“The number-one inclusion piece in terms of nuts is the chocolate coated almond piece, but chocolate-coated nuts are popular in all forms — chocolate-coated cashews, hazelnuts in milk and dark chocolate and chocolate-coated peanuts,” says Mark Graziano, owner and vice president of sales, Terry Lynn Inc., Elgin, Ill. “Chocolate-coated peanuts are starting to make a comeback as a popular inclusion ingredient.”
Although U.S. nut harvests have been relatively large for the past few years, the growing popularity of nuts around the world has translated to higher prices for nuts here in the United States. Some manufacturers are altering the mix of nuts used in certain ice creams. For example, pecan prices are very high today, and manufacturers may try using cashews as an adjunct nut in certain products.
“One of the more innovative ingredient ideas I have presented is the option of a chocolate-covered cranberry piece,” Graziano says. “Considering that cranberries and almonds go together well, a great cost-savings could be an ice cream product with both of these chocolate-covered ingredients together in the mix, complemented by a dark fudge variegate.”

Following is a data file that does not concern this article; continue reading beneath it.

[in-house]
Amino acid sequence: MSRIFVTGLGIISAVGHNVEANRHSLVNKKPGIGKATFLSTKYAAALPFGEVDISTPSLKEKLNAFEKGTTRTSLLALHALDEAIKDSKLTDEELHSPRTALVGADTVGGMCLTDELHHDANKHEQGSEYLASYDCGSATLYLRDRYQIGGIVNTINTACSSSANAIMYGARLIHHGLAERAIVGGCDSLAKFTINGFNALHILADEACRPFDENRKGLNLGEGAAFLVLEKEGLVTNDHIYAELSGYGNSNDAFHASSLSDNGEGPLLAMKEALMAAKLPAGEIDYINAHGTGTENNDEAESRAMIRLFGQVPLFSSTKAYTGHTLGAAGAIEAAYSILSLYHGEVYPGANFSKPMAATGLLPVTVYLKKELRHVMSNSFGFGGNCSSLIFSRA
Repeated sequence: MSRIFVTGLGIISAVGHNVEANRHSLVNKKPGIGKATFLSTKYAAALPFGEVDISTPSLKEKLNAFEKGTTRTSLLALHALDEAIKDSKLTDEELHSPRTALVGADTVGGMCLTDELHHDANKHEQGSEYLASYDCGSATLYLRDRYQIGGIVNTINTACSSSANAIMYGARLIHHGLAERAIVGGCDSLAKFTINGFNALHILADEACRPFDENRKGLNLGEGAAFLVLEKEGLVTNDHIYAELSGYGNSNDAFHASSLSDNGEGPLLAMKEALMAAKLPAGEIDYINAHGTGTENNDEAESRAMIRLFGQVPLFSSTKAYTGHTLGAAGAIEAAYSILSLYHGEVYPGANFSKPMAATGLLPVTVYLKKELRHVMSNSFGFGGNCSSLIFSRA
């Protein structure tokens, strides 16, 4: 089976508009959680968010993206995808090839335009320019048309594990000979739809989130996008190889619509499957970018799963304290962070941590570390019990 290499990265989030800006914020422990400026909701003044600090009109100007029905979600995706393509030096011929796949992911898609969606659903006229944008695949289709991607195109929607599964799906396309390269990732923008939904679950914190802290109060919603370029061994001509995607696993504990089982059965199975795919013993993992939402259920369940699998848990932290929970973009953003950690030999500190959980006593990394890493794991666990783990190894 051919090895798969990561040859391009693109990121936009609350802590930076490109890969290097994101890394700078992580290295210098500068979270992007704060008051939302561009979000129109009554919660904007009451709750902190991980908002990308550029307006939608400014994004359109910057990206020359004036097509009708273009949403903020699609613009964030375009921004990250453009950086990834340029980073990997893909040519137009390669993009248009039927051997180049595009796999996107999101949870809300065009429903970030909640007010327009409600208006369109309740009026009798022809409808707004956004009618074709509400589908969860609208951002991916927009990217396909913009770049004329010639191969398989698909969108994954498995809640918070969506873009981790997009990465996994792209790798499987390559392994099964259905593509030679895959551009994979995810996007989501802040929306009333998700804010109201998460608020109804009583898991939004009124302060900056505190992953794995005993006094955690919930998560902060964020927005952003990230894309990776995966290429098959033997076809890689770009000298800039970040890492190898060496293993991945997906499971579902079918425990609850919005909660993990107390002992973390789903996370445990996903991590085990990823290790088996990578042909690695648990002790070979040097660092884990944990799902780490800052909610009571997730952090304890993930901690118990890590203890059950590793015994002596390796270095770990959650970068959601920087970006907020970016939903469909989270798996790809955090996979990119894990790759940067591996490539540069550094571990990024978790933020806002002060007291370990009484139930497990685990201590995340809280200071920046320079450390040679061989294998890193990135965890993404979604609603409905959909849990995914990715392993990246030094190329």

While market fluctuations may affect the ratio of inclusion ingredients used in combination, the development of new and innovative inclusion types continues to expand the repertoire available. But one mantra remains in the world of ice cream — products that are loaded with fun and tasty inclusion ingredients are what consumers want.
“It seems like ice cream is one category where consumers demonstrate a lot of loyalty, because manufacturers give them an indulgent experience they have come to love,” Graziano says. “The current ice cream products open the door for people to step out of their comfort zone and try something different, to try a new and exciting variation that their favorite brand offers. Overall, these innovative new products have been a great development for the ice cream case and the category.”